If there is a psychological problem with the post-Thatcher generation of Conservatives, it is that they lack the emotional condition that forged the postwar settlement. I don’t expect them to endorse it or revive it, but the kind of Tories who signed up to it in the 1950s were men and women who had greater sympathy for the Britain of yesterday and today. They took pride in Church and Empire and they loved the people who had stood by them at Ypres and Dunkirk. They governed Britain because they felt they owed it something. They were burdened, even blinded, by duty. Mrs. Thatcher had her own faith, and it was strong enough to pull Britain out of the abyss. But I see little such passion or compassion in George Obsorne or David Cameron. These are ambitious young men with little experience of the world beyond Westminster. Their forebears might have called them vulgar. At least Margaret Thatcher had conviction and wit, and the withering tone of voice that gets things done.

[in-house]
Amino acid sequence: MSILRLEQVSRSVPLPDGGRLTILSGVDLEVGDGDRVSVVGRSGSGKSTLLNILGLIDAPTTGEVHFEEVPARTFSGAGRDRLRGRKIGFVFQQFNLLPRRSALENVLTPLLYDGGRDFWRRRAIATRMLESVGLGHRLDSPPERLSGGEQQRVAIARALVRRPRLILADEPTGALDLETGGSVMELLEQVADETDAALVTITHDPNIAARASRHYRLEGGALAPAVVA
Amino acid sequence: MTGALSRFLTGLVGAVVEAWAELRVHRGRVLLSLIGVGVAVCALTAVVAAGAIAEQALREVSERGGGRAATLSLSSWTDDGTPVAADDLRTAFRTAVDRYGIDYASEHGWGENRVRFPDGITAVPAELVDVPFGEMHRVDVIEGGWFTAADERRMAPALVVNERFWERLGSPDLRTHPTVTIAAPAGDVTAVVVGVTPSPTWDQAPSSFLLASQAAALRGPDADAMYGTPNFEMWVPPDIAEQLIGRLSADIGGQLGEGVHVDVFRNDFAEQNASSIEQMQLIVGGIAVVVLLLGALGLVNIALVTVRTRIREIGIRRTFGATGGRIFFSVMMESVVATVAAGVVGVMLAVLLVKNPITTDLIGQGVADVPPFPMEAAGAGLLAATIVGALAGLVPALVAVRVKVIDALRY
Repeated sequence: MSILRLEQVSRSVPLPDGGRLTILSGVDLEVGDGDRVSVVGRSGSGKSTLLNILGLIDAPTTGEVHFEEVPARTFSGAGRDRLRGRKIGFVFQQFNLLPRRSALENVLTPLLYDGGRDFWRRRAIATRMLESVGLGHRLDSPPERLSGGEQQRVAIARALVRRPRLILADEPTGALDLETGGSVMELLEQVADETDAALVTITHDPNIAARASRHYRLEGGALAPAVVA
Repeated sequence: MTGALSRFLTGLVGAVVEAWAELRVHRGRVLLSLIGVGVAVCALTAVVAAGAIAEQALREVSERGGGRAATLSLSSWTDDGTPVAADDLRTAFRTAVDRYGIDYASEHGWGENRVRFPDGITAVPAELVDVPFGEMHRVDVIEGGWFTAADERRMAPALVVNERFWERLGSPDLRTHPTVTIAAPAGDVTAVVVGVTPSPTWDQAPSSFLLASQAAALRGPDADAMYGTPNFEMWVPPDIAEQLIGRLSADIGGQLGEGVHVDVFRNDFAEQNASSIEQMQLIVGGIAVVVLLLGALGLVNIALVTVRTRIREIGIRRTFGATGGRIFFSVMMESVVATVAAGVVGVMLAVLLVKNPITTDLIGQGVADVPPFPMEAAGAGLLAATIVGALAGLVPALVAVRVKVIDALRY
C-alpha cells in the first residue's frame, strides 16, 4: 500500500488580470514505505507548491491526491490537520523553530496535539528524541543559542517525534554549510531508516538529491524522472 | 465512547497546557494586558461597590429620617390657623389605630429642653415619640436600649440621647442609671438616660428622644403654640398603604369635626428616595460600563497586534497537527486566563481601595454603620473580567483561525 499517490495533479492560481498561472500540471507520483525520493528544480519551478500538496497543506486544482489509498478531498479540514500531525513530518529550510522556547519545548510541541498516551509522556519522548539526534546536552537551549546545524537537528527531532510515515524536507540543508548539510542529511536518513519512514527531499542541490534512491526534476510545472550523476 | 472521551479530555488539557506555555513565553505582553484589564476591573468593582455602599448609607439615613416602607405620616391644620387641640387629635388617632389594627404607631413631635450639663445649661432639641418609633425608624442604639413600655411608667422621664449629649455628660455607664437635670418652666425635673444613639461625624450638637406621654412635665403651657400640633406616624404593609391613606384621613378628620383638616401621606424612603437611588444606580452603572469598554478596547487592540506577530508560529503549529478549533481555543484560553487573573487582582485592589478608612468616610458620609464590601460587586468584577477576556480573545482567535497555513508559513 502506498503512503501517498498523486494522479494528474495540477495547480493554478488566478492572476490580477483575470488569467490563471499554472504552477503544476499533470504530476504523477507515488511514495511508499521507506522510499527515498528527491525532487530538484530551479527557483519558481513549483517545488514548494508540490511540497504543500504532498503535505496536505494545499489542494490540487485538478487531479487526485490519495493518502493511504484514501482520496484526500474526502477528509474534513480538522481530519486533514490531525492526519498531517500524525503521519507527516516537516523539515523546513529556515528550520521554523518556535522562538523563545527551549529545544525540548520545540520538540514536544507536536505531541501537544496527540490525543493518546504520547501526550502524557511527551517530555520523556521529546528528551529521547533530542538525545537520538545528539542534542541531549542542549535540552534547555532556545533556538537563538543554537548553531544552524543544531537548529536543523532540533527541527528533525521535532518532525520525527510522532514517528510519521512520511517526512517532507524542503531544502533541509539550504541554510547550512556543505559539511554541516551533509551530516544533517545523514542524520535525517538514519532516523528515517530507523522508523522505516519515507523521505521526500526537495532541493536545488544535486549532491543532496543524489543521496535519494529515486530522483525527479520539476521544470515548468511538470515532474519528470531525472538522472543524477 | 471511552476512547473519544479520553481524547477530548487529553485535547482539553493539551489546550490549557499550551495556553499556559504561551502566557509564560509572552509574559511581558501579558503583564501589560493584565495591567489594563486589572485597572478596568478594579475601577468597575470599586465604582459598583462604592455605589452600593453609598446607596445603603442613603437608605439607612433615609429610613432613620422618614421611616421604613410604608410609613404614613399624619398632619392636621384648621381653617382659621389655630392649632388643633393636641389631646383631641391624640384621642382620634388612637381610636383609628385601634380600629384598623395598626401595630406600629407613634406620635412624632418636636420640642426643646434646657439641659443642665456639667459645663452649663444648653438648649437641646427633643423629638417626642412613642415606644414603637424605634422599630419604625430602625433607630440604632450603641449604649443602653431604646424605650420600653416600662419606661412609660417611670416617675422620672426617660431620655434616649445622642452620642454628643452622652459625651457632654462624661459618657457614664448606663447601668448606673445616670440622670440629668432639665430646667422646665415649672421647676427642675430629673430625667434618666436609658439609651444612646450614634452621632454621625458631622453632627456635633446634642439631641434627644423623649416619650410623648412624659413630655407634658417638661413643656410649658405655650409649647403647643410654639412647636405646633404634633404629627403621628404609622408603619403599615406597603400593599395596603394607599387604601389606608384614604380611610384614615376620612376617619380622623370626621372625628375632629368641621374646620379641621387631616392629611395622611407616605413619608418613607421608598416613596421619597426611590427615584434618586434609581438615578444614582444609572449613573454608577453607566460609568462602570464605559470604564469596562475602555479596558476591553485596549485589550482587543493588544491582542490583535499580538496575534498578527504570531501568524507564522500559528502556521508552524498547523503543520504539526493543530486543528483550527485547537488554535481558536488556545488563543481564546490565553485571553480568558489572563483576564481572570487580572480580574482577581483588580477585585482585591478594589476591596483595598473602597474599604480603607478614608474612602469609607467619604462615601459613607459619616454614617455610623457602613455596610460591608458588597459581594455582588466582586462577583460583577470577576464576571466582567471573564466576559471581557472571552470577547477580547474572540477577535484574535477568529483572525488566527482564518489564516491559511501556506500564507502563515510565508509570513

Timothy Stanley, an historian, is the author of The Crusader: The Life and Tumultuous Times of Pat Buchanan.